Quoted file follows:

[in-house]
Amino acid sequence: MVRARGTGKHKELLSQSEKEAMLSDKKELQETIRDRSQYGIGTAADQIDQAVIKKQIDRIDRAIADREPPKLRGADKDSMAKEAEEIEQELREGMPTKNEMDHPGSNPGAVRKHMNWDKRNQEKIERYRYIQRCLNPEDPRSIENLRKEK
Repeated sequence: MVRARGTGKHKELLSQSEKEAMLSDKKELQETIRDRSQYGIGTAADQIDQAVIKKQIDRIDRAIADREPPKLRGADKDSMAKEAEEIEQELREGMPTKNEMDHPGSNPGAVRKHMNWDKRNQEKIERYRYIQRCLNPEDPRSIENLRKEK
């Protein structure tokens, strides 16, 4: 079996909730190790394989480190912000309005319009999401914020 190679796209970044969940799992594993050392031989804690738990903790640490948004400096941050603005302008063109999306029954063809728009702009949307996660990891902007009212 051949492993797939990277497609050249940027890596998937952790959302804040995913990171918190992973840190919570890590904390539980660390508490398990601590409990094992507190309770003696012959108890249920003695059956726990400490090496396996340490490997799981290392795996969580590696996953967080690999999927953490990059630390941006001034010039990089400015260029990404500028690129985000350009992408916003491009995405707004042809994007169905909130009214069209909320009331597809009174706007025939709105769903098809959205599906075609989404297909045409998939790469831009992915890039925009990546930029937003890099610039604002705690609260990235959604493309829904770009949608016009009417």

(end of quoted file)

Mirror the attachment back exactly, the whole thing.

[in-house]
Amino acid sequence: MVRARGTGKHKELLSQSEKEAMLSDKKELQETIRDRSQYGIGTAADQIDQAVIKKQIDRIDRAIADREPPKLRGADKDSMAKEAEEIEQELREGMPTKNEMDHPGSNPGAVRKHMNWDKRNQEKIERYRYIQRCLNPEDPRSIENLRKEK
Repeated sequence: MVRARGTGKHKELLSQSEKEAMLSDKKELQETIRDRSQYGIGTAADQIDQAVIKKQIDRIDRAIADREPPKLRGADKDSMAKEAEEIEQELREGMPTKNEMDHPGSNPGAVRKHMNWDKRNQEKIERYRYIQRCLNPEDPRSIENLRKEK
């Protein structure tokens, strides 16, 4: 079996909730190790394989480190912000309005319009999401914020 190679796209970044969940799992594993050392031989804690738990903790640490948004400096941050603005302008063109999306029954063809728009702009949307996660990891902007009212 051949492993797939990277497609050249940027890596998937952790959302804040995913990171918190992973840190919570890590904390539980660390508490398990601590409990094992507190309770003696012959108890249920003695059956726990400490090496396996340490490997799981290392795996969580590696996953967080690999999927953490990059630390941006001034010039990089400015260029990404500028690129985000350009992408916003491009995405707004042809994007169905909130009214069209909320009331597809009174706007025939709105769903098809959205599906075609989404297909045409998939790469831009992915890039925009990546930029937003890099610039604002705690609260990235959604493309829904770009949608016009009417």